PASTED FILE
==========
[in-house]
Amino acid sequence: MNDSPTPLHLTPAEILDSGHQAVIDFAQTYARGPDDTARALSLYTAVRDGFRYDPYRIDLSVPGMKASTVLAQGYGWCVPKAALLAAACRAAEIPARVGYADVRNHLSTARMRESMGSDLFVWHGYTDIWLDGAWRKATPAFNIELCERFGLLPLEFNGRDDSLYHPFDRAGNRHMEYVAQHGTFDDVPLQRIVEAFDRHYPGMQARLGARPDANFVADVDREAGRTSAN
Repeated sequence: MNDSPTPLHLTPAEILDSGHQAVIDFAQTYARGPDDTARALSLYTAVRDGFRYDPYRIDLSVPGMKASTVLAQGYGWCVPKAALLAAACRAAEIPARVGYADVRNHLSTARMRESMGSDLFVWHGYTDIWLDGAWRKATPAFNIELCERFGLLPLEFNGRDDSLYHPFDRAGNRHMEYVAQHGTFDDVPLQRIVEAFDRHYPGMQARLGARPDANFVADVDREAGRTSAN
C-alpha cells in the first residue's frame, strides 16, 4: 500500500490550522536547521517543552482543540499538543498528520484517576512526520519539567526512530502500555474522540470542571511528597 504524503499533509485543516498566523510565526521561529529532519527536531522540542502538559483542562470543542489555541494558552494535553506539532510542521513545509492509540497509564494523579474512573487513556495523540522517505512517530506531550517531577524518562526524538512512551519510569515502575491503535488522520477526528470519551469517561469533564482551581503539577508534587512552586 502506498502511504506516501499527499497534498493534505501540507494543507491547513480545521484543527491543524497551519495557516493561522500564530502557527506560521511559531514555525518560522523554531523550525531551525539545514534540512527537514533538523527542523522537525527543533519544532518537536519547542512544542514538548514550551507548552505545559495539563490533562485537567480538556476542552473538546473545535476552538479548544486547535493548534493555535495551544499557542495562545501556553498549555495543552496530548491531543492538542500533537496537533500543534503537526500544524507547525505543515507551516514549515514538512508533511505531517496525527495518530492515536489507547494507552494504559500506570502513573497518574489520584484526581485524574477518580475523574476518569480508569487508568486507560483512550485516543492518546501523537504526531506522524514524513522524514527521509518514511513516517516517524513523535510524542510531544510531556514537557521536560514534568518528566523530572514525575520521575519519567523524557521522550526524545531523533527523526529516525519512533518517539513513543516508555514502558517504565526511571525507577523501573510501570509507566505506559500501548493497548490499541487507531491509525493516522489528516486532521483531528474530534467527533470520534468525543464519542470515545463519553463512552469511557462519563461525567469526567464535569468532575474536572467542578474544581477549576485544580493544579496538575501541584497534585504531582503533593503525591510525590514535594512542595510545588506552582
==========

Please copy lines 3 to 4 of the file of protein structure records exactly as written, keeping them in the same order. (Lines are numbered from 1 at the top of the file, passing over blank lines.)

Repeated sequence: MNDSPTPLHLTPAEILDSGHQAVIDFAQTYARGPDDTARALSLYTAVRDGFRYDPYRIDLSVPGMKASTVLAQGYGWCVPKAALLAAACRAAEIPARVGYADVRNHLSTARMRESMGSDLFVWHGYTDIWLDGAWRKATPAFNIELCERFGLLPLEFNGRDDSLYHPFDRAGNRHMEYVAQHGTFDDVPLQRIVEAFDRHYPGMQARLGARPDANFVADVDREAGRTSAN
C-alpha cells in the first residue's frame, strides 16, 4: 500500500490550522536547521517543552482543540499538543498528520484517576512526520519539567526512530502500555474522540470542571511528597 504524503499533509485543516498566523510565526521561529529532519527536531522540542502538559483542562470543542489555541494558552494535553506539532510542521513545509492509540497509564494523579474512573487513556495523540522517505512517530506531550517531577524518562526524538512512551519510569515502575491503535488522520477526528470519551469517561469533564482551581503539577508534587512552586 502506498502511504506516501499527499497534498493534505501540507494543507491547513480545521484543527491543524497551519495557516493561522500564530502557527506560521511559531514555525518560522523554531523550525531551525539545514534540512527537514533538523527542523522537525527543533519544532518537536519547542512544542514538548514550551507548552505545559495539563490533562485537567480538556476542552473538546473545535476552538479548544486547535493548534493555535495551544499557542495562545501556553498549555495543552496530548491531543492538542500533537496537533500543534503537526500544524507547525505543515507551516514549515514538512508533511505531517496525527495518530492515536489507547494507552494504559500506570502513573497518574489520584484526581485524574477518580475523574476518569480508569487508568486507560483512550485516543492518546501523537504526531506522524514524513522524514527521509518514511513516517516517524513523535510524542510531544510531556514537557521536560514534568518528566523530572514525575520521575519519567523524557521522550526524545531523533527523526529516525519512533518517539513513543516508555514502558517504565526511571525507577523501573510501570509507566505506559500501548493497548490499541487507531491509525493516522489528516486532521483531528474530534467527533470520534468525543464519542470515545463519553463512552469511557462519563461525567469526567464535569468532575474536572467542578474544581477549576485544580493544579496538575501541584497534585504531582503533593503525591510525590514535594512542595510545588506552582